Oscar Munson and Bernie Bierman with Little Brown Jug Travel Case.
The best coach Minnesota ever had led the Gophers for 16 years, won 93 games, 7 Big Ten titles, and 5 national championships. How did he do it?
Bernie Bierman coached at Minnesota for 16 seasons between 1932 and 1950. He didn’t recruit better players than everyone else, or have a novel way of playing football. The average weight of a Gopher player in the 1930s was 200 pounds, even then that wasn’t big.
Bierman’s offensive approach was to run power from the single‐wing formation behind an unbalanced line. Passing kept the defense spread out, helping his running game. But Bernie used the pass less than even other teams of hers era. He was possibly the most conservative coach in a very conservative era. Most teams in the 1930’s played for field position and waited for the other team to screw up.
He used the talent available to him. From the man himself:
“Why did I put so much emphasis on blocking, tackling, and the running game? Well it was the potential ability of Midwestern lads to block so powerfully which first tempted me to stress the running game as a major part of the Minnesota attack shortly after I arrived in Minneapolis from Tulane in 1932. Under another set of circumstances and blessed with a different type of material, I’d probably have favored the forward pass or the lateral.”*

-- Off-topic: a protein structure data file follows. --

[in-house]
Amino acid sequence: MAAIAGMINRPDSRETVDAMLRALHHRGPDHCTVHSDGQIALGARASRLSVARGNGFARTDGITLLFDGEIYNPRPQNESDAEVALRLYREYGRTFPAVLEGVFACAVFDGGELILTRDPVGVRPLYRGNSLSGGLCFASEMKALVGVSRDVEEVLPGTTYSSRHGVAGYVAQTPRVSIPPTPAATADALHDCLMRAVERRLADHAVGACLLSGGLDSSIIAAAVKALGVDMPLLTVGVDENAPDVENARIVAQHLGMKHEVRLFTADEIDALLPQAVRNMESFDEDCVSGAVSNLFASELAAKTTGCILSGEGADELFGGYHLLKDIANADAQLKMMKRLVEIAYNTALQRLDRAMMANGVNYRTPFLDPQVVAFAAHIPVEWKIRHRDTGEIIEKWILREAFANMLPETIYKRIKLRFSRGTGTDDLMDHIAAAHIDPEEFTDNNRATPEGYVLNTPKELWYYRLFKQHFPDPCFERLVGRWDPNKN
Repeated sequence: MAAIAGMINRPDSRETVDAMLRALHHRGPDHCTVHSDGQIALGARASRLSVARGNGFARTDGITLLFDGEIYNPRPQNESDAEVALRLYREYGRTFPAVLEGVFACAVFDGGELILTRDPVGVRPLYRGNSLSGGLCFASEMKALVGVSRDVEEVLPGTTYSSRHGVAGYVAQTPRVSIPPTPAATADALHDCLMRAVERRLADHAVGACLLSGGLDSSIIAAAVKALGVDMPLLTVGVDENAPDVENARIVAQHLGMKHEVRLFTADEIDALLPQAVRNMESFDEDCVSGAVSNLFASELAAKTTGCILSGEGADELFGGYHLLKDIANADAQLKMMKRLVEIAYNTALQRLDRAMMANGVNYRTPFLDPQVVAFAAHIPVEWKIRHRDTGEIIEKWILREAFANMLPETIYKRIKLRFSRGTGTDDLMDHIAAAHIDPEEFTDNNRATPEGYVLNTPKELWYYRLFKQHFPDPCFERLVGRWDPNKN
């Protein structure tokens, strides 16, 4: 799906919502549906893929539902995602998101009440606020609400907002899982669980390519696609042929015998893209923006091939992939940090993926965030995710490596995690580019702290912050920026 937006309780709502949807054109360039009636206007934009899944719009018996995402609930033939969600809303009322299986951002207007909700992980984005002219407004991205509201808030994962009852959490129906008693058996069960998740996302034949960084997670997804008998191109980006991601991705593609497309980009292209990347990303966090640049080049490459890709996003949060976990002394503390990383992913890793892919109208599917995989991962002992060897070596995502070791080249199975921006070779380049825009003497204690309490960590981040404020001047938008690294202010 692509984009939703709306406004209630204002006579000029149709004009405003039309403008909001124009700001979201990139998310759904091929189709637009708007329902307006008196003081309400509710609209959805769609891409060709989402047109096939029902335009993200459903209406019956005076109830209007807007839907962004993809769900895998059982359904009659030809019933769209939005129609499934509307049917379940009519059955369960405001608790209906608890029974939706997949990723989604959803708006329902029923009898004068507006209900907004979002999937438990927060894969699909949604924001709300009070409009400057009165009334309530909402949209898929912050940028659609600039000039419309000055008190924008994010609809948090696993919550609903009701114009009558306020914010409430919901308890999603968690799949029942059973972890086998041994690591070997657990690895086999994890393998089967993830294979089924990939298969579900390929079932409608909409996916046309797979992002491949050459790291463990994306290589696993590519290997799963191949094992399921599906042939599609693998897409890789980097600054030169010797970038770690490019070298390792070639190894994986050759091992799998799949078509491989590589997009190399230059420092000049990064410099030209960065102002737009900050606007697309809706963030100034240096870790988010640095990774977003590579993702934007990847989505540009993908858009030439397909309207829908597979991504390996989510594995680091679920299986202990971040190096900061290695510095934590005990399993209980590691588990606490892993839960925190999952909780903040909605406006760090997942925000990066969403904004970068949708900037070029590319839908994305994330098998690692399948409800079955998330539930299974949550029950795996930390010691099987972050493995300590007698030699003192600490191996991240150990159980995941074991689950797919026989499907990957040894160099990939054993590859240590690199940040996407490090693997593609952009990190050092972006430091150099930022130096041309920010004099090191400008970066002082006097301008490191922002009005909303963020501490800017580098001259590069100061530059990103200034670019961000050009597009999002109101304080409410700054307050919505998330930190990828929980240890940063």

Bierman was very much a coach of his time. This anecdote about the coin toss stuns me. In Bierman’s pre-war teams he won the coin toss 35 of 76 times. He took the wind 28 times, elected to kick 5 times, and only wanted to receive twice! This wasn’t an uncommon strategy but Bernie played the field position game so much that once in 1932 game vs Purdue, Minnesota kicked off, Purdue scored, and Minnesota chose to kick off to them again. Bernie believed in his defense that much.
Dick Wildung captain of the national champion 1942 Gophers, “Bernie’s teams won because they were better coached and better disciplined than other teams. I don’t think we had any more ability than a lot of other teams.”
That’s a nice quote but doesn’t describe the kind of discipline, or how unusual that was at the time. Harold Van Every played two years for the Packers under Curly Lambeau and believed that Bernie was a much better coach. He points to things that Bernie was doing in the 1930’s like planned kick returns that not even pro teams were doing then.
Bob Bjorklund captain in 1940 once said, “We cursed him on the practice field and loved him on Saturday afternoon.” Wednesday was his dissatisfaction day. George Svendsen lineman in 1934-5 and assistant coach later, “He worked hell out of you on Wednesday.”
This kind of relentless practicing was new, and worked. Bernie’s Gophers had 5 undefeated seasons. But his hard nose attitude was also his downfall. After the war, the men who played college football were different and didn’t want to play for a guy like Bernie. The 1949 team revolted against him and his career was over.
How is any of this useful today? Bierman’s teams won because he was the Gophers coach, not because of an offensive system or having the best players. Rarely does any team have a coach make that much of a difference.
*Note on the quotes used in this piece. They are all from a 1984 book called “Minnesota Football” By James P Quirk, unfortunately he doesn’t cite any of them any more than I am today.